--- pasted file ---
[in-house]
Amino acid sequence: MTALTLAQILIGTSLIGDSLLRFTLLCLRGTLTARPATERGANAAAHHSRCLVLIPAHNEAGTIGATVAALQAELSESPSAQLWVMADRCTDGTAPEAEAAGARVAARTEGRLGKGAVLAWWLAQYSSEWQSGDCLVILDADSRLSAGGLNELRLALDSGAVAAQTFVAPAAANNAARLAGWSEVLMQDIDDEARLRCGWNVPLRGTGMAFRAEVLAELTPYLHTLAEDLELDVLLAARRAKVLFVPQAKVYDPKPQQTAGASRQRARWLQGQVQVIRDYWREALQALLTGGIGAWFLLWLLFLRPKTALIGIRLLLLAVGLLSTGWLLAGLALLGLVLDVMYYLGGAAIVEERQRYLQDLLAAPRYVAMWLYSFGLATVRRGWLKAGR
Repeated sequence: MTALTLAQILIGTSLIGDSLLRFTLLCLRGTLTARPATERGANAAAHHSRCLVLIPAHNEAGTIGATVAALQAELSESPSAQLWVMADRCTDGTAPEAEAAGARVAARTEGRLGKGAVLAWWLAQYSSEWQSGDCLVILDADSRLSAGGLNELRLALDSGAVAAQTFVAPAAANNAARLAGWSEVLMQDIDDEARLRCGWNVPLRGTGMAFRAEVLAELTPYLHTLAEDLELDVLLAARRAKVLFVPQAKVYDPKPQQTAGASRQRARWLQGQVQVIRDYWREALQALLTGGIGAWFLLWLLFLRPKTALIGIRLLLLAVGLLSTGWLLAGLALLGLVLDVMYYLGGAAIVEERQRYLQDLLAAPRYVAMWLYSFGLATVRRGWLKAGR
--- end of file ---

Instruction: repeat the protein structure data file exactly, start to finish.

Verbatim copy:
[in-house]
Amino acid sequence: MTALTLAQILIGTSLIGDSLLRFTLLCLRGTLTARPATERGANAAAHHSRCLVLIPAHNEAGTIGATVAALQAELSESPSAQLWVMADRCTDGTAPEAEAAGARVAARTEGRLGKGAVLAWWLAQYSSEWQSGDCLVILDADSRLSAGGLNELRLALDSGAVAAQTFVAPAAANNAARLAGWSEVLMQDIDDEARLRCGWNVPLRGTGMAFRAEVLAELTPYLHTLAEDLELDVLLAARRAKVLFVPQAKVYDPKPQQTAGASRQRARWLQGQVQVIRDYWREALQALLTGGIGAWFLLWLLFLRPKTALIGIRLLLLAVGLLSTGWLLAGLALLGLVLDVMYYLGGAAIVEERQRYLQDLLAAPRYVAMWLYSFGLATVRRGWLKAGR
Repeated sequence: MTALTLAQILIGTSLIGDSLLRFTLLCLRGTLTARPATERGANAAAHHSRCLVLIPAHNEAGTIGATVAALQAELSESPSAQLWVMADRCTDGTAPEAEAAGARVAARTEGRLGKGAVLAWWLAQYSSEWQSGDCLVILDADSRLSAGGLNELRLALDSGAVAAQTFVAPAAANNAARLAGWSEVLMQDIDDEARLRCGWNVPLRGTGMAFRAEVLAELTPYLHTLAEDLELDVLLAARRAKVLFVPQAKVYDPKPQQTAGASRQRARWLQGQVQVIRDYWREALQALLTGGIGAWFLLWLLFLRPKTALIGIRLLLLAVGLLSTGWLLAGLALLGLVLDVMYYLGGAAIVEERQRYLQDLLAAPRYVAMWLYSFGLATVRRGWLKAGR